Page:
Detecting translated upstream open reading frames

To illustrate an example of a search for novel translated regions, we applied ORFik to the problem of discovering differential uORF usage across three developmental stages of zebrafish embryogenesis: 12 h post-fertilization (hpf), 24 hpf, and 48 hpf [46]. Using public ribo-seq, RNA-seq [46], and CAGE [50] data we used ORFik to derive stage-specific 5′UTRs and searched these for all ATGs and near-cognate start codons. ORFik supports a number of features that have been shown to correlate with translation activity (Additional file 1: Table S1). We used ORFik to calculate all these metrics per stage for: (1) all uORF candidates, (2) all CDSs of known protein-coding genes, and (3) random regions from the 3′ UTRs. We used these to train a random forest model on each stage with the H2O R-package [51] using the CDSs as a positive set and the 3′UTR regions as the negative set (Additional file 1: Supplementary Note 1). This model was used to predict translational activity over the uORF candidates resulting in 8191 unique translated uORFs across all 3 stages (12hpf: 4042, 24hpf: 2178, 48hpf: 2676). Of these, only 133 are translated in all stages (Fig. 5a). Given the stringency of our training set which consists of long, translated proteins (positive), contrasted with short non-translated 3′UTR regions (negative) this should be considered a very conservative prediction. More nuanced predictions could be achieved by tuning these sets to better represent the typically shorter, more weakly translated uORFs.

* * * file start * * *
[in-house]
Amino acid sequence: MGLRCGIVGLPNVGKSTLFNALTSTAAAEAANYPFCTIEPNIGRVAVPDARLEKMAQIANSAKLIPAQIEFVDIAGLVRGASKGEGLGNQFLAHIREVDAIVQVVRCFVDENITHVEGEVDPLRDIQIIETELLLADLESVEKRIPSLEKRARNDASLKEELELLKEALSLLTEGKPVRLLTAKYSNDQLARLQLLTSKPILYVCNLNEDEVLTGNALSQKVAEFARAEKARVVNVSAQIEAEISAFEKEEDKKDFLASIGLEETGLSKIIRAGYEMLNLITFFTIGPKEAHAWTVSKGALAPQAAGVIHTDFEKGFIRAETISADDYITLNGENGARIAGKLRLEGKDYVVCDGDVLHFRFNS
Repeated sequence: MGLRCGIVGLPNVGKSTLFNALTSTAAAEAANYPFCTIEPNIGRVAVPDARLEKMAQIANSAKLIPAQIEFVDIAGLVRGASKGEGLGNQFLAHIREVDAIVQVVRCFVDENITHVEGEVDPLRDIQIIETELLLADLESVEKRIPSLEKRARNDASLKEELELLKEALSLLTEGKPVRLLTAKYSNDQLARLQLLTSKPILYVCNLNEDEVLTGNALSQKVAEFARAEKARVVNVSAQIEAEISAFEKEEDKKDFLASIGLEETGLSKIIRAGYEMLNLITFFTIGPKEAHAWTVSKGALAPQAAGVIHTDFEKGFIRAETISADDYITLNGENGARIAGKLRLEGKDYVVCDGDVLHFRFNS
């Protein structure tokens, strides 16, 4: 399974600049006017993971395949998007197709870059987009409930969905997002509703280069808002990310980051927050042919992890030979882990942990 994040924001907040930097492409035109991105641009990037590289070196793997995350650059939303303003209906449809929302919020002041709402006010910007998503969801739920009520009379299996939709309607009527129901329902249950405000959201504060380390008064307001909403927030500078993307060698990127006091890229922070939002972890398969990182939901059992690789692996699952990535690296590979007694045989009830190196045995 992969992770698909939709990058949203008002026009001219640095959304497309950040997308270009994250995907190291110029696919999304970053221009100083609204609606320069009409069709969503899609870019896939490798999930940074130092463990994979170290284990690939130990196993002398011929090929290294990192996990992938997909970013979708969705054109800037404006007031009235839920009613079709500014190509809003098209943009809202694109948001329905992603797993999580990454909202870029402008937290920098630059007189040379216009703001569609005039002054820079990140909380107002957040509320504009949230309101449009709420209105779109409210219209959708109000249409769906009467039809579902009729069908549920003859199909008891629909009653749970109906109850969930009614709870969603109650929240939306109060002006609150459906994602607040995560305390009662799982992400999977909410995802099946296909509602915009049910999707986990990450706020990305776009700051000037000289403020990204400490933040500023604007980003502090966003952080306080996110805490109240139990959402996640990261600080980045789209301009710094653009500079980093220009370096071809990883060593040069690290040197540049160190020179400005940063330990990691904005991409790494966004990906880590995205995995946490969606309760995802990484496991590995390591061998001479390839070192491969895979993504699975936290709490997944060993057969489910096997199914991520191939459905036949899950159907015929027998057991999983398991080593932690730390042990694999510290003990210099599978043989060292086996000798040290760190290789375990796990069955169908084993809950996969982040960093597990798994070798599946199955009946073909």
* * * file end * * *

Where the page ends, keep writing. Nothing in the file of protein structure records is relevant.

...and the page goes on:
Fig. 5
figure 5